Teach This Poem, though developed with a classroom in mind, can be easily adapted for remote learning, hybrid learning models, or in-person classes. Please see our suggestions for how to adapt this lesson for remote or blended learning. We have also noted suggestions when applicable and will continue to add to these suggestions online.
The following activities and questions are designed to help your students use their noticing skills to move through the poem and develop their thinking about its meaning with confidence, using what they’ve noticed as evidence for their interpretations. Read more about the framework upon which these activities are based.
Warm-up: Draw a picture of a soul, or draw a picture of what the word soul means to you. Share these images with your peers.
Before Reading the Poem: (Teachers, if it is possible, create a gallery of all of the images.) Look at all the images closely. What do you notice? What are some of the meanings the word soul seems to have to you and your peers? In a small group or with a partner, decide on a definition that encompasses as many of these meanings as possible. Share this definition with the whole class.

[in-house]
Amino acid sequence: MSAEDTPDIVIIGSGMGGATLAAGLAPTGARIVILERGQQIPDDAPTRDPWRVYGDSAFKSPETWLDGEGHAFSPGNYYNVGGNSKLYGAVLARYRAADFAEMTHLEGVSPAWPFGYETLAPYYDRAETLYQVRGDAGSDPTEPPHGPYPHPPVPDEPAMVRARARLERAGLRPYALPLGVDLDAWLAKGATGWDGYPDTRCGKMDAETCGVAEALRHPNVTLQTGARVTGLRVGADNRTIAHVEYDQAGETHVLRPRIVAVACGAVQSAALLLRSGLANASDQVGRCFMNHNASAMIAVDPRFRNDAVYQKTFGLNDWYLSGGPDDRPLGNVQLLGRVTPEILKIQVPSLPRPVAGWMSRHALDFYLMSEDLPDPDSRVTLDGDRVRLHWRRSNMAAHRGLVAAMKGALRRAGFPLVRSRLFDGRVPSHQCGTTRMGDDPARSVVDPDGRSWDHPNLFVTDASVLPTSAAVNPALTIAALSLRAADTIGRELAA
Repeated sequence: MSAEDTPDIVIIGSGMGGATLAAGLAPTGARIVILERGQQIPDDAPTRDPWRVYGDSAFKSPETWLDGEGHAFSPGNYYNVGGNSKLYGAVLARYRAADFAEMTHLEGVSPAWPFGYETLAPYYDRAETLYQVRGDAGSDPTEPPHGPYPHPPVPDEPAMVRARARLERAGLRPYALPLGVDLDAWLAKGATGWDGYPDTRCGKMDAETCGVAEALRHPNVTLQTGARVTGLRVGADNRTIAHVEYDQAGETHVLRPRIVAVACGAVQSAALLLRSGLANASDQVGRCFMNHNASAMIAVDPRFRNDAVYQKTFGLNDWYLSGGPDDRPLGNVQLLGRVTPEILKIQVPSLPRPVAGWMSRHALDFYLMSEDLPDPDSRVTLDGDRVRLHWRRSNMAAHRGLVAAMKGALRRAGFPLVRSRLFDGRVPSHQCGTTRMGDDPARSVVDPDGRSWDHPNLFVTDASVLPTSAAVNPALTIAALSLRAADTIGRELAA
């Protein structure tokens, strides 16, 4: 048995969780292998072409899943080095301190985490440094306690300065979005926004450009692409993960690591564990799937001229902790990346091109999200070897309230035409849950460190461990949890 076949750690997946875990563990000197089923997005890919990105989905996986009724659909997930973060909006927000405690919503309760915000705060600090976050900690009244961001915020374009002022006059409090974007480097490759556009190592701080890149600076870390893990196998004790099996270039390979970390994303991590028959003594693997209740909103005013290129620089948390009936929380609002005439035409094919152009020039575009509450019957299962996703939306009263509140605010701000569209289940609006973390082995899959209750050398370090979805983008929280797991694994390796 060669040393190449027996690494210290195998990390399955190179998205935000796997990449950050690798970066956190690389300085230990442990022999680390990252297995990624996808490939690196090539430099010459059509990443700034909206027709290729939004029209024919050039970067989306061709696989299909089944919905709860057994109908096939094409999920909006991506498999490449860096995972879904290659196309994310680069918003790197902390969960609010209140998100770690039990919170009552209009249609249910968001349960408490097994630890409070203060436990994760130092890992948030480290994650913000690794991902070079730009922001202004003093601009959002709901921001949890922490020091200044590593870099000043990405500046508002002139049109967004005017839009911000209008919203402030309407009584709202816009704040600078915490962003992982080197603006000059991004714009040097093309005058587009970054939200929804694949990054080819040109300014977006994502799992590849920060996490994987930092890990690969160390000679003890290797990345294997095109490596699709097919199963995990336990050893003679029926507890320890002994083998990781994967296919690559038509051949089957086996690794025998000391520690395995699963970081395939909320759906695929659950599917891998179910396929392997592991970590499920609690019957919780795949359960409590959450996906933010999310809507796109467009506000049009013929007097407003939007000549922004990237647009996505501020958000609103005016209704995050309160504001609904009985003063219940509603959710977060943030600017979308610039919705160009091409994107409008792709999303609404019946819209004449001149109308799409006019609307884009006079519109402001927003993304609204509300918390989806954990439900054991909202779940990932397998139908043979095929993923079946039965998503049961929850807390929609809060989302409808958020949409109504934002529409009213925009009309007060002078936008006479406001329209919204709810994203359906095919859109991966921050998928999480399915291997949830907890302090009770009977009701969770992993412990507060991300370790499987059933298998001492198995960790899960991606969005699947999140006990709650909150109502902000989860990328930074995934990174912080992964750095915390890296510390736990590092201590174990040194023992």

Reading the Poem: Read the poem “I Know My Soul” by Claude McKay silently. What do you notice about the poem? Annotate for any words or phrases that stand out to you or any questions you might have.
Listening to the Poem (enlist two volunteers to read the poem aloud): Listen as the poem is read aloud twice, and write down any additional words and phrases that stand out to you.
Small-group Discussion: Share what you noticed in the poem with a small group of students. Based on the details you just shared with your small group and your activities from the beginning of class, how does the speaker feel about the soul? Why might the speaker’s soul be in a different place?
Whole-class Discussion: What is the most vivid imagery in the poem to you? Why? What do you make of these lines “This awful key to my infinity / Conspires to rob me of sweet joy and grace”? A sonnet is defined as a fourteen-line poem traditionally written in iambic pentameter, employing one of several rhyme schemes, and adhering to a tightly structured thematic organization. In what ways is this poem a sonnet?
Extension for Grades 7-8: Continue reading more about sonnets, including modern sonnets. Write your own sonnet and read it to your classmates.
“With a lyricism seated in the popular blues and jazz music of the time, an awareness of Black life in America, its assertion of an independent African American identity, and its innovation in form and structure, the poetry of the Harlem Renaissance is unmistakable.” Read more about the Harlem Renaissance.